Hong Kong No 2 slams ‘ill-intended’ Wall Street Journal piece on bankers’ summit

Chief Secretary Eric Chan writes to New York-based paper’s editor, saying piece is a ‘brazen demonstration of disrespect’ for financial leaders who attended.

Hong Kong’s No 2 official has condemned The Wall Street Journal over an editorial on the city’s recently concluded financial summit, calling the commentary by the New York-based international daily “ill-intended and gravely biased” and an insult to many of the globally renowned participants.

Arguing that the newspaper had a malicious intent to demonise the Global Financial Leaders’ Investment Summit at all costs, Chief Secretary Eric Chan Kwok-ki on Saturday defended the three-day mega event, billed as the curtain-raiser for Hong Kong’s grand reopening to the world.

The editorial, titled “Wall Street’s Hong Kong Kowtow” and published on Thursday, centred on American participation at the event, accusing attendees of being “used as prop by Hong Kong officials to revive the city’s reputation as a commercial centre amid their continuing purge of all dissent, and the destruction of a free press and independent judiciary”.

Hong Kong leader John Lee addresses guests at the financial summit.

The editorial also cited Chief Executive John Lee Ka-chiu in his opening speech at the summit on Tuesday as saying “Hong Kong always bounces back, better than ever”, arguing Lee “wants everyone to imagine that nothing has changed in the formerly free city where British contract law used to prevail”.

It added that declarations of judicial independence and freedom of speech, the press, and assembly in Hong Kong “are now enshrined and protected in name only”.

“James Gorman from Morgan Stanley, David Solomon from Goldman Sachs, Rob Kapito from BlackRock and Daniel Pinto from JPMorgan Chase surely know this,” the editorial stated.

The piece also hit out at the city’s national security law, citing online magazine ChinaFile in pointing out the arrests of at least 213 people under the legislation.

“The US Treasury sanctioned Mr Lee in 2020 for his role in Hong Kong’s crackdown. Did the execs mention the US sanctions to their hosts? Even once? Or were they afraid that their business licences in the territory might be in jeopardy? … Maybe someone in the next Congress should ask the execs to appear and explain why they kowtowed to Mr Lee.”

In his complaint to the editor on Saturday, Chief Secretary Chan said the November 3 editorial was a “brazen demonstration of disrespect for all these financial leaders who meant business”.

“Despite the malicious intent of your editorial to demonise an international financial and economic event at all costs, nothing could be further from the truth. Attended by more than 200 international and regional leaders from around 120 global financial institutions, the summit was a resounding success,” he wrote.

The No 2 official said contrary to the paper’s “ideological prejudices”, participants of the summit were able to exchange insights, meet local staff, reconnect with their long-term clients and build relationships with new ones.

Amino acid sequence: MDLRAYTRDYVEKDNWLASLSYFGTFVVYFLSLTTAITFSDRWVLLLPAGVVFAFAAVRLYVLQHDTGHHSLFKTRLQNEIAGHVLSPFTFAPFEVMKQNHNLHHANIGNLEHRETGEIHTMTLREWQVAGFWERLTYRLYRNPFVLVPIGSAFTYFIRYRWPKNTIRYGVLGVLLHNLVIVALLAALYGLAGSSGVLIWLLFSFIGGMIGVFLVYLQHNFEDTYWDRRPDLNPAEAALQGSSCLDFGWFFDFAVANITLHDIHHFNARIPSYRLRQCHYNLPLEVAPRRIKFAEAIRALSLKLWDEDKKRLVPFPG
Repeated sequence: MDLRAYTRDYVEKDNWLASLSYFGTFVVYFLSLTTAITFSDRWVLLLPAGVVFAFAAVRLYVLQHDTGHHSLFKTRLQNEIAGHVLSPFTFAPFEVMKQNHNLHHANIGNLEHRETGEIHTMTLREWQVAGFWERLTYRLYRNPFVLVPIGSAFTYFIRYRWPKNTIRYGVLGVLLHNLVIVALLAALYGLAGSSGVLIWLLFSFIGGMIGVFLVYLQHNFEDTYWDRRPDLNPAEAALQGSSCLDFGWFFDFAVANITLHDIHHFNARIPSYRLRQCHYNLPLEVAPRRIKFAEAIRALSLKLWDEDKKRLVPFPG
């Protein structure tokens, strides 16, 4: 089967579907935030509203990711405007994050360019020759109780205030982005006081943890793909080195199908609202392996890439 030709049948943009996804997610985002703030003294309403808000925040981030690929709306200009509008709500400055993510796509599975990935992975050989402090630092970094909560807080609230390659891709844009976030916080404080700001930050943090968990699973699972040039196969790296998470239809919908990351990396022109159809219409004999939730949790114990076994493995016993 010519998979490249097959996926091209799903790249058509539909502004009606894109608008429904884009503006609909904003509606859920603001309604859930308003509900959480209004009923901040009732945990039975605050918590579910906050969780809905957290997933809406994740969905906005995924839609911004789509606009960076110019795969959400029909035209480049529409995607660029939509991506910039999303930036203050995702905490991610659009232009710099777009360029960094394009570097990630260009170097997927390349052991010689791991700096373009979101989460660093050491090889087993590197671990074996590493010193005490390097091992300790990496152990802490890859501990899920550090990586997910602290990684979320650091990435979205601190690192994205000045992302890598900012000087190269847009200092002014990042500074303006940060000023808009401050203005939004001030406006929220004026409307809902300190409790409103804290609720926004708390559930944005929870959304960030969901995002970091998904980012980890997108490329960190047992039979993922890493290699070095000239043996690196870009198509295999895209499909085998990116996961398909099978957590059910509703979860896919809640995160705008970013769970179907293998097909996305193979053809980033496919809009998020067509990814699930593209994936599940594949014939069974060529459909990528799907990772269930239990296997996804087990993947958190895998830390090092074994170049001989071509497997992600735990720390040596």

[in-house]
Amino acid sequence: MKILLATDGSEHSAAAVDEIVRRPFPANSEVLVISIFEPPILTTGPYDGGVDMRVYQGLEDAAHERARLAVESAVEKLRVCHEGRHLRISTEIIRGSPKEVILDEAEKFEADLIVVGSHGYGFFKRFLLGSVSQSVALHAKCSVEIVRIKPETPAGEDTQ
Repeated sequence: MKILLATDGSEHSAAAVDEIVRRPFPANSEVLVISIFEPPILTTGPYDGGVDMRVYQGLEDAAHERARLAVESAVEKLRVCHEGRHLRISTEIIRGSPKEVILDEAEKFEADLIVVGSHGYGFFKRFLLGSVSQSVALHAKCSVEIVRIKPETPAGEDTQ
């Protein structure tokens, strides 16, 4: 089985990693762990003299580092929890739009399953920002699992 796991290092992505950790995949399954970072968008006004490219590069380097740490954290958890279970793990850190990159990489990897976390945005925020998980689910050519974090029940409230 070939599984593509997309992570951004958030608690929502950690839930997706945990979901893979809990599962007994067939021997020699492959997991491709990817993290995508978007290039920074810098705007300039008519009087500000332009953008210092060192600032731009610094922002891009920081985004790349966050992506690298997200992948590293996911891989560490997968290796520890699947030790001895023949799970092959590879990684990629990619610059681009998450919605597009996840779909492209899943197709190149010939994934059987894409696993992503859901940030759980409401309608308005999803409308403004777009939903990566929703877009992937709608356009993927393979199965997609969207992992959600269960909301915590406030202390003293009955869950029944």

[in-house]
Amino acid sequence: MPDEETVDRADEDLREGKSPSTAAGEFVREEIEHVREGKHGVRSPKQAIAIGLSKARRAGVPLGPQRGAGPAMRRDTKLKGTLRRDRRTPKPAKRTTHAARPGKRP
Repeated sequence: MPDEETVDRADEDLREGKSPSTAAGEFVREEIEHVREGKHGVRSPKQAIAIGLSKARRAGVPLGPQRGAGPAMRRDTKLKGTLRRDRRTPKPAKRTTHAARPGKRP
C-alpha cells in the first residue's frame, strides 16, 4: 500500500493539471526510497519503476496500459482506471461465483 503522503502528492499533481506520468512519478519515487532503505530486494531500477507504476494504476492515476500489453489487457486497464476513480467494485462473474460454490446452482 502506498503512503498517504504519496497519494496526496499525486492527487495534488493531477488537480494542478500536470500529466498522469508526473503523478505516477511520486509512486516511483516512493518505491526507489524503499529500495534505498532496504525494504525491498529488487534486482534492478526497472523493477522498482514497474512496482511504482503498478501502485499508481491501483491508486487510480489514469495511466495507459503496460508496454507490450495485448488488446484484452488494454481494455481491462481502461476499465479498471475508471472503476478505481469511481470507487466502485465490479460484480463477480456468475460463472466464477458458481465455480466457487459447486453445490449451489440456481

“We believe all fair-minded investors and businesspeople would make objective judgments and rational decisions based on Hong Kong’s reality and their interests in the city,” he wrote. “They would not be influenced by any skewed media report or political meddling that smears Hong Kong and our motherland at every turn.”

Chan offered reassurance that Hong Kong was a society governed by the rule of law where lawbreakers would be held accountable after due process, and said the government particularly took strong exception to the “absurd and misleading allegations” against the city’s national security law.

He signed off by saying that authorities would continue to uphold the rule of law steadfastly and safeguard national security lawfully and dutifully, with the city welcoming and encouraging investors, businesspeople, talent and tourists from around the world to come and see the real Hong Kong and explore the tremendous opportunities that awaited.

Before the summit was held last week, Chan had already hit out at American politicians who threatened to sanction bankers for attending the summit, saying such warnings showed the West would exploit any means to suppress the progress of the city and the rest of the nation.

Chan’s complaint letter was the latest of its kind penned by city officials against foreign and local media outlets.

On Thursday, the Security Bureau wrote a letter expressing “deep regret” over “a misleading and fact-twisting commentary” published by Chinese-language newspaper Ming Pao on the government’s decision to ban cannabidiol, commonly known as CBD, from February next year.

Last month, the force also wrote a letter of complaint to Ming Pao that voiced “strong concern” about what it said was “misleading” content in a newspaper cartoon that showed riot police being called to a school to handle unruly pupils.

Back in December and January, officials had condemned The Wall Street Journal twice over two editorials, one on the crackdown on online portal Stand News, the other a piece about the Legislative Council election.